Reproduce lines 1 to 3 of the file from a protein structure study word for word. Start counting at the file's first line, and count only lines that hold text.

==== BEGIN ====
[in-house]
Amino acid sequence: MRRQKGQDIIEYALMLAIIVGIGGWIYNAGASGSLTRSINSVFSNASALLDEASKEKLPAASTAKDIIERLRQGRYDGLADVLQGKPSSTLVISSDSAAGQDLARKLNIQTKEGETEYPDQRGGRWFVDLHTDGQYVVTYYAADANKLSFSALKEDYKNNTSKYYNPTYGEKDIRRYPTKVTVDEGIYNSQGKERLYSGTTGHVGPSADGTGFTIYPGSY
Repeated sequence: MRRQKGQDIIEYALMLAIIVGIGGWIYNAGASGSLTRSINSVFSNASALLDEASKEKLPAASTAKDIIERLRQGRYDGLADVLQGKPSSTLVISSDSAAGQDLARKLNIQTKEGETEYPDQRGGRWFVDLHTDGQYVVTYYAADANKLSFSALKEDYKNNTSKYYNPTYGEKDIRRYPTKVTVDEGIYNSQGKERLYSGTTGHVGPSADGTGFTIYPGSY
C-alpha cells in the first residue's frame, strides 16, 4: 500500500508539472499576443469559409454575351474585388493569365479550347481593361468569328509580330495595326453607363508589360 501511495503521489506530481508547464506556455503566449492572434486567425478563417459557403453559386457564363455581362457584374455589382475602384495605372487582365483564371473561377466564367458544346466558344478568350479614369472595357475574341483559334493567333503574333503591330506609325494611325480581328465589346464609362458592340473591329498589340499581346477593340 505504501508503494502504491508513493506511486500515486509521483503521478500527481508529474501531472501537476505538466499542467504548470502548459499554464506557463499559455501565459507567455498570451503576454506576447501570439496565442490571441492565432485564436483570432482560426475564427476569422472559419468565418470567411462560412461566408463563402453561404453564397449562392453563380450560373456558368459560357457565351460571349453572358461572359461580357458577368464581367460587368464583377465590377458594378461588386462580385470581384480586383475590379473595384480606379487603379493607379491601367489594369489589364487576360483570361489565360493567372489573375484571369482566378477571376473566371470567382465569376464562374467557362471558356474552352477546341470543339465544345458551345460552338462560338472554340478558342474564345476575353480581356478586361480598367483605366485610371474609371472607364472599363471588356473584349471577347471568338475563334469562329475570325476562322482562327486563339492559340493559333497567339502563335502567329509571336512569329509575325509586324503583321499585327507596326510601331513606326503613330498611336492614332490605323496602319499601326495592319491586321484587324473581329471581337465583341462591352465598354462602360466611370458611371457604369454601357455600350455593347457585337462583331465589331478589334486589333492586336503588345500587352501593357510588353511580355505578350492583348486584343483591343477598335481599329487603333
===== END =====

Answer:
[in-house]
Amino acid sequence: MRRQKGQDIIEYALMLAIIVGIGGWIYNAGASGSLTRSINSVFSNASALLDEASKEKLPAASTAKDIIERLRQGRYDGLADVLQGKPSSTLVISSDSAAGQDLARKLNIQTKEGETEYPDQRGGRWFVDLHTDGQYVVTYYAADANKLSFSALKEDYKNNTSKYYNPTYGEKDIRRYPTKVTVDEGIYNSQGKERLYSGTTGHVGPSADGTGFTIYPGSY
Repeated sequence: MRRQKGQDIIEYALMLAIIVGIGGWIYNAGASGSLTRSINSVFSNASALLDEASKEKLPAASTAKDIIERLRQGRYDGLADVLQGKPSSTLVISSDSAAGQDLARKLNIQTKEGETEYPDQRGGRWFVDLHTDGQYVVTYYAADANKLSFSALKEDYKNNTSKYYNPTYGEKDIRRYPTKVTVDEGIYNSQGKERLYSGTTGHVGPSADGTGFTIYPGSY